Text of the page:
Another consideration is the time commitment. Travel baseball means just that, travel time! Little Joey's practice field may have been moved to 20-40 minutes further away, and I know that's not that big of a deal for some, but if you add it up, the travel and time spent to and fro 3 times a week can be quite a bit, oh and don't forget to factor time in for dinner! But wait, let's not forget about the siblings! They are either at their own practice or are stuck sitting thru yet another baseball practice. Also you have to consider that most of your tournaments will not be close to home often 1-2 hours away and your child you will almost always be playing double headers or more. If your teams wins on Sunday and keeps playing ,while exciting and joyful as this seems, it could be easily a 10 hour day at the park and you still have to factor in drive time home, with the 6:00 am wake up call waiting for you on Monday morning. Furthermore, If you and your child consider doing this year round, lots of programs start back up in the fall for a short season and then starts a winter workout program! Now I'm not sure about your children, but ours are always playing different sports and there is always some type of conflict that is involved in the fall or winter with overlapping baseball practices and other activities.
Have I scared you off yet? Awesome! I'm glad your still reading because I have some advice that we have learned that I would like to share!
Get Some Lessons! First, before you commit to a costly year of travel ball I would start with a few lessons. There are a lot of very good baseball instructors that have played the game and really know how to teach. They will show your child first hand what to do in a patient caring manner, without 10 other boys waiting for the same identical instruction. The child will enjoy the one on one attention and often be impressed that an ex-professional or college level player is giving him personal lessons! This of course, will lead to little Joey loving and respecting the game even more. More over, these guys are true professionals and do this as a living, I know some of the fathers can be good coaches but when it comes to true improvements fundamentally, you want to trust an experienced instructor that really knows the game. The cost is always a fraction of travel ball and some even let you split time with a friend or two!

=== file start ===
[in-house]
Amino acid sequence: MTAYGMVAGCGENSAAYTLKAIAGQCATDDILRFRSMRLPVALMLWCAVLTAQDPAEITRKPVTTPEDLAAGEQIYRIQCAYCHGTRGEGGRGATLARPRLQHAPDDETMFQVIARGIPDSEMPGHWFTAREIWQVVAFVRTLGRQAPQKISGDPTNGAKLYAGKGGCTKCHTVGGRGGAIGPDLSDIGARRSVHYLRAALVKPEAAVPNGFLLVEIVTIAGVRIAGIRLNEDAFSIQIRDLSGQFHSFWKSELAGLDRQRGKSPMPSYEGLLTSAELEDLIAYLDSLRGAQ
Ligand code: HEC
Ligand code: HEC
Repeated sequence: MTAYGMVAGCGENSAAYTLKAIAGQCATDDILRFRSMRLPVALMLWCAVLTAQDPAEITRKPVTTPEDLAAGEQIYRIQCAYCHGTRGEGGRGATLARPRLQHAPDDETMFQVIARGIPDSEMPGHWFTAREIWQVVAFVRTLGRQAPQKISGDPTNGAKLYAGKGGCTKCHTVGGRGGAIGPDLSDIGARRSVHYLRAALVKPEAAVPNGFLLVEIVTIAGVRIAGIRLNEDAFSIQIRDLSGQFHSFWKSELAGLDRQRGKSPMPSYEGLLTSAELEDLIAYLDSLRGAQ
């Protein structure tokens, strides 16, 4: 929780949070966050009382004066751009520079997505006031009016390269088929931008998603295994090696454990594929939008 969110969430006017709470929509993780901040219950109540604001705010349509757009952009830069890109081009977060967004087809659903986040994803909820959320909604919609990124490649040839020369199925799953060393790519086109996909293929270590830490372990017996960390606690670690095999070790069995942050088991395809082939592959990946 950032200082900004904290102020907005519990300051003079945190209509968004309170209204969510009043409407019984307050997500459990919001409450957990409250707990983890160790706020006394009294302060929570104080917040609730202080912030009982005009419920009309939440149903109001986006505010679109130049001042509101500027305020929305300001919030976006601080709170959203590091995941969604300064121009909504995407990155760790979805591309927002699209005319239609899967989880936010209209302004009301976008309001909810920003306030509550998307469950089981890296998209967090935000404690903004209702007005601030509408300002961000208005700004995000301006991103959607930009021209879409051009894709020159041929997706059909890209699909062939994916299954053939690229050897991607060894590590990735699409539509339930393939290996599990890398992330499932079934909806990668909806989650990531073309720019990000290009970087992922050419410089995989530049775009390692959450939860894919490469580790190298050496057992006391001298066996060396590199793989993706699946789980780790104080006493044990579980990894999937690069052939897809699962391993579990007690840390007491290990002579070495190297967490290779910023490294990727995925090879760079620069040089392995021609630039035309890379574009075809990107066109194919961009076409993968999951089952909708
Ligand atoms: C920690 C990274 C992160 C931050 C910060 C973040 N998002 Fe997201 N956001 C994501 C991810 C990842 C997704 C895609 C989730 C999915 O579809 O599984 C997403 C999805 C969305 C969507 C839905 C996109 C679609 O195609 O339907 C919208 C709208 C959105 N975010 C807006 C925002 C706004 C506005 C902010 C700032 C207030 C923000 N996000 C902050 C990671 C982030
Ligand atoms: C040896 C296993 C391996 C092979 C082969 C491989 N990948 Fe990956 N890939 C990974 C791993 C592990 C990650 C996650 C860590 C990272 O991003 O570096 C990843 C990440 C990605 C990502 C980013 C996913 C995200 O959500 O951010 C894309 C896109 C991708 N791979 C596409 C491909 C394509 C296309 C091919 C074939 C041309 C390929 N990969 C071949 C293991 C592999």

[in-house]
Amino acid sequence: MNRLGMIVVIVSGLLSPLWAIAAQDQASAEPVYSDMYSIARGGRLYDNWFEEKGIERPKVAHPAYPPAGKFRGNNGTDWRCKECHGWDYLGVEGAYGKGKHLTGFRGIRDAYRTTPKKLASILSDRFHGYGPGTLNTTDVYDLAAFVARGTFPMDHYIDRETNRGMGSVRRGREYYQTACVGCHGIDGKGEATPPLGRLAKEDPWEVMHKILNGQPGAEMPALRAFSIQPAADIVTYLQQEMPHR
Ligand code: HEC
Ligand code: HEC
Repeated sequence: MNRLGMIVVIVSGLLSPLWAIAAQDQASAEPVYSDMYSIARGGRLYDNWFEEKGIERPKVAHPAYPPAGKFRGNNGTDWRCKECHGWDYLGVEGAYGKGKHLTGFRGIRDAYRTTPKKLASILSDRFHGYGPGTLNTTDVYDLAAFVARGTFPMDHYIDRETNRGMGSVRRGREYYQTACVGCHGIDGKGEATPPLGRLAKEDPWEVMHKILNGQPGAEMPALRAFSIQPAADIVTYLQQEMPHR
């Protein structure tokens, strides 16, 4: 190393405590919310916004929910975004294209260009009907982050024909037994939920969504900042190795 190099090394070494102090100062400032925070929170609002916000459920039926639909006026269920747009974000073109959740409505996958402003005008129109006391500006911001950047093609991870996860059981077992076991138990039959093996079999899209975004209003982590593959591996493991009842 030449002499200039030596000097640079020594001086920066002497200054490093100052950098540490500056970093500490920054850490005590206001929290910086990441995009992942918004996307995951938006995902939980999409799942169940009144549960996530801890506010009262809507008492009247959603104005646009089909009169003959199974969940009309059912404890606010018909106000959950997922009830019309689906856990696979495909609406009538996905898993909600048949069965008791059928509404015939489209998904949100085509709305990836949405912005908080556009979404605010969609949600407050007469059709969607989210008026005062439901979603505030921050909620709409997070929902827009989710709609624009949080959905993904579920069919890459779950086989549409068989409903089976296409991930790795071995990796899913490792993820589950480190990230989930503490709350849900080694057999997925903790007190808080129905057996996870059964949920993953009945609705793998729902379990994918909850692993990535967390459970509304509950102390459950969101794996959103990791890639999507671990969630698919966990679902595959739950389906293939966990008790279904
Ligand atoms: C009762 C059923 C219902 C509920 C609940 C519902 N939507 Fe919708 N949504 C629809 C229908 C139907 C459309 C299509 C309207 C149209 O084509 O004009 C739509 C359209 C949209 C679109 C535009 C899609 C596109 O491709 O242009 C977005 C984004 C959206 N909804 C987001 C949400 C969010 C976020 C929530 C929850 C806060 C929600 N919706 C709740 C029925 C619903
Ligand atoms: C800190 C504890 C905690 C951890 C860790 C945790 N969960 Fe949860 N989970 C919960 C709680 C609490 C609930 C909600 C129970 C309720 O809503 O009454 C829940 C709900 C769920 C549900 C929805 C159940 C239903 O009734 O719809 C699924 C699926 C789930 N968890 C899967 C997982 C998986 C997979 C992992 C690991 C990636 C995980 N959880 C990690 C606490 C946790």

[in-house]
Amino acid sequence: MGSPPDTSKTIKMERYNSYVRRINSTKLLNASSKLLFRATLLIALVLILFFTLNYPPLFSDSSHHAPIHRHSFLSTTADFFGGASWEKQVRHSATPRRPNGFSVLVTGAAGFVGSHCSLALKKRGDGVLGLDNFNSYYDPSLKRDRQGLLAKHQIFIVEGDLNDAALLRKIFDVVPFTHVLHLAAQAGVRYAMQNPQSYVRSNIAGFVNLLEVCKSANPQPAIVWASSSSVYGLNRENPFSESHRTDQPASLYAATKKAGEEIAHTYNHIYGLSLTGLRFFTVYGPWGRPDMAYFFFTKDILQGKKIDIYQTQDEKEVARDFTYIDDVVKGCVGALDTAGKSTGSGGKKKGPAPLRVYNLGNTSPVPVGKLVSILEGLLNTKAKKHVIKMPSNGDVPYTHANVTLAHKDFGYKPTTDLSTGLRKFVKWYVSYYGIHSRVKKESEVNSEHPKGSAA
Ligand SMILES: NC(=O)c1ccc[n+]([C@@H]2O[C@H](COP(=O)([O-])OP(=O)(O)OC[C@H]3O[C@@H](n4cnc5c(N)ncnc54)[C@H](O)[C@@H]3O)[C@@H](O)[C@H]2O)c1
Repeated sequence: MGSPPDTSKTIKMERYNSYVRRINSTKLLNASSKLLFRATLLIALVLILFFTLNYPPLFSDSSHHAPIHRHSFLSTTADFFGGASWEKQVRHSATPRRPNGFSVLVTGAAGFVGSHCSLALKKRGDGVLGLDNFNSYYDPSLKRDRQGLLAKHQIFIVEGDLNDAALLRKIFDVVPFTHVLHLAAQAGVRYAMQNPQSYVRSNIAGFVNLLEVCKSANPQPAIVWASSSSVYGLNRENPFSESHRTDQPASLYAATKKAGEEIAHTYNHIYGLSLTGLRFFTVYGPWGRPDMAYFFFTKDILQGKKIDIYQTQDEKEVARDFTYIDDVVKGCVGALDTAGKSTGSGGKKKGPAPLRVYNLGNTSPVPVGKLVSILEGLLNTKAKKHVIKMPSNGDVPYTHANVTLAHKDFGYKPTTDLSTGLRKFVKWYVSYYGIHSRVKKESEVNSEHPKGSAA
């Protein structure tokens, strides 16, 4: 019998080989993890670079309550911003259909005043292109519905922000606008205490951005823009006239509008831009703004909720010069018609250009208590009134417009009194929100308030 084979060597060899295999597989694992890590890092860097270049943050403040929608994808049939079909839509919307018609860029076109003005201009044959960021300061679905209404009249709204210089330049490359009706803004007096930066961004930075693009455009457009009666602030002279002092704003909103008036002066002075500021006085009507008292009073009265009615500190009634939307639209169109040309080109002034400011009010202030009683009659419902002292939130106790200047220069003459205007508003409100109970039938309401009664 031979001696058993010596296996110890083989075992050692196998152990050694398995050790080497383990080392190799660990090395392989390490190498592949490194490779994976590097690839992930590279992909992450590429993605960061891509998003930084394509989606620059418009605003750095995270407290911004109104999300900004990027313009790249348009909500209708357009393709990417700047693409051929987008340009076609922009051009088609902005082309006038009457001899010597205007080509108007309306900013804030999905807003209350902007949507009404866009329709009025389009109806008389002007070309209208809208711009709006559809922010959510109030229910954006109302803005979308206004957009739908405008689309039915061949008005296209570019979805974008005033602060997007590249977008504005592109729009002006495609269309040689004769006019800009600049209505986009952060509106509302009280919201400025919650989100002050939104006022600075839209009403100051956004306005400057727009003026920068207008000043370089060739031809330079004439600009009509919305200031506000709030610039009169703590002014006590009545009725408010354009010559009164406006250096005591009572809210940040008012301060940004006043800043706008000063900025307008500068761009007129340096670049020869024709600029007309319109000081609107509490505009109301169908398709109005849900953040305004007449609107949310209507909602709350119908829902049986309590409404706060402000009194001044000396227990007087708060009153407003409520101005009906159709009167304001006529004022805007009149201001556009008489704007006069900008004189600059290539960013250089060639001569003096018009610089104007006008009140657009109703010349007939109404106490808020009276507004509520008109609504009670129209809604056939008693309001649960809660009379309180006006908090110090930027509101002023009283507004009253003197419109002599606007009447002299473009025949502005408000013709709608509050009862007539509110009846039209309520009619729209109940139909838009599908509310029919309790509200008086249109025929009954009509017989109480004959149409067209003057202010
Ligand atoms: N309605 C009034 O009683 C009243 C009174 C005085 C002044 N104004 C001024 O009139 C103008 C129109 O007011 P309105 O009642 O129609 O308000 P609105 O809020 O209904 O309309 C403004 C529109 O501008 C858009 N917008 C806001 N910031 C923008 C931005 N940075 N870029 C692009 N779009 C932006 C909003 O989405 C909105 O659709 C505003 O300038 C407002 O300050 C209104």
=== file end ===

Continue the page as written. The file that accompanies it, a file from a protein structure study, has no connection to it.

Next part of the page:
Play Fall Ball! Today, parks have been receptive to the popularity of baseball and many offer fall baseball leagues. This a low cost and low maintenance way to get the extra time in on the field without the excessive cost and travel. If your child plays other sports they are usually pretty understanding that football or something else may come first, not mention, its such a surreal feeling being under the fall lights playing baseball as the weather cools and the leaves change colors! It also occurs at the same time as the world series and makes the whole season a little more fun!
Try A Baseball App! There are a lot of really great application to help your son or daughter improve, one in particular is called "Coaches Eye". This was recently recommend to me by an ex-professional, its very useful as well and is only $4.99! What you do is simply take a video of your athlete hitting or throwing and upload it to your device of choice, then upload a video of someone doing the same motion in the desired correct manner. The application will let you see both video's side by side so you can compare! There also are many other apps out there and of coarse countless free lessons on YouTube!
But if that still is not enough and Little Joey and Joey's parents are ready to make the leap, then at least you did not go in blindly! I love the game of baseball with all my heart and believe there is as much character to be learned from the game as there is skill, in Rec Leagues as well as Travel Ball. I hope this article helps you and I wish you the best of luck with your young athlete and hope they learn the right way by the right people!
Travel Baseball vs Little League